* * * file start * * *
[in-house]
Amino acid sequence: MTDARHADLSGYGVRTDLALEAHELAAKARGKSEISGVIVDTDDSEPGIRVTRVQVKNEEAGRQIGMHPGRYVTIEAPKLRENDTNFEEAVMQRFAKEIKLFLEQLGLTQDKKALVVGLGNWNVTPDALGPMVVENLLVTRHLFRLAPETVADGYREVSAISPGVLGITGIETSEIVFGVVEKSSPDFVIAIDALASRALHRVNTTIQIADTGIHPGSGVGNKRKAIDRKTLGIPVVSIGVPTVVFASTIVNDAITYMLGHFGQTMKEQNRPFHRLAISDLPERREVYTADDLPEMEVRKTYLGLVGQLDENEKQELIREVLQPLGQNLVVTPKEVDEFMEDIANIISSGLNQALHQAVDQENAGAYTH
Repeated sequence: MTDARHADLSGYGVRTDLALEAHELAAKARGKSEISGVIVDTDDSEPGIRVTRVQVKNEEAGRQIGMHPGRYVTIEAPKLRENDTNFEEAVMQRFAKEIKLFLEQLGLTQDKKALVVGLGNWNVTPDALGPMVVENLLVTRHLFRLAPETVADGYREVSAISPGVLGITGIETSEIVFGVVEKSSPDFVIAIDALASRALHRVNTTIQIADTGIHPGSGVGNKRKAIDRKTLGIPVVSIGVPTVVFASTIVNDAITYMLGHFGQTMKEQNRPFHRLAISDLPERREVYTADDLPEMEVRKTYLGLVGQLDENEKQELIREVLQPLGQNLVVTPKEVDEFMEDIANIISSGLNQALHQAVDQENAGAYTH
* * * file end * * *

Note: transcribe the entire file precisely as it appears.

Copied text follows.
[in-house]
Amino acid sequence: MTDARHADLSGYGVRTDLALEAHELAAKARGKSEISGVIVDTDDSEPGIRVTRVQVKNEEAGRQIGMHPGRYVTIEAPKLRENDTNFEEAVMQRFAKEIKLFLEQLGLTQDKKALVVGLGNWNVTPDALGPMVVENLLVTRHLFRLAPETVADGYREVSAISPGVLGITGIETSEIVFGVVEKSSPDFVIAIDALASRALHRVNTTIQIADTGIHPGSGVGNKRKAIDRKTLGIPVVSIGVPTVVFASTIVNDAITYMLGHFGQTMKEQNRPFHRLAISDLPERREVYTADDLPEMEVRKTYLGLVGQLDENEKQELIREVLQPLGQNLVVTPKEVDEFMEDIANIISSGLNQALHQAVDQENAGAYTH
Repeated sequence: MTDARHADLSGYGVRTDLALEAHELAAKARGKSEISGVIVDTDDSEPGIRVTRVQVKNEEAGRQIGMHPGRYVTIEAPKLRENDTNFEEAVMQRFAKEIKLFLEQLGLTQDKKALVVGLGNWNVTPDALGPMVVENLLVTRHLFRLAPETVADGYREVSAISPGVLGITGIETSEIVFGVVEKSSPDFVIAIDALASRALHRVNTTIQIADTGIHPGSGVGNKRKAIDRKTLGIPVVSIGVPTVVFASTIVNDAITYMLGHFGQTMKEQNRPFHRLAISDLPERREVYTADDLPEMEVRKTYLGLVGQLDENEKQELIREVLQPLGQNLVVTPKEVDEFMEDIANIISSGLNQALHQAVDQENAGAYTH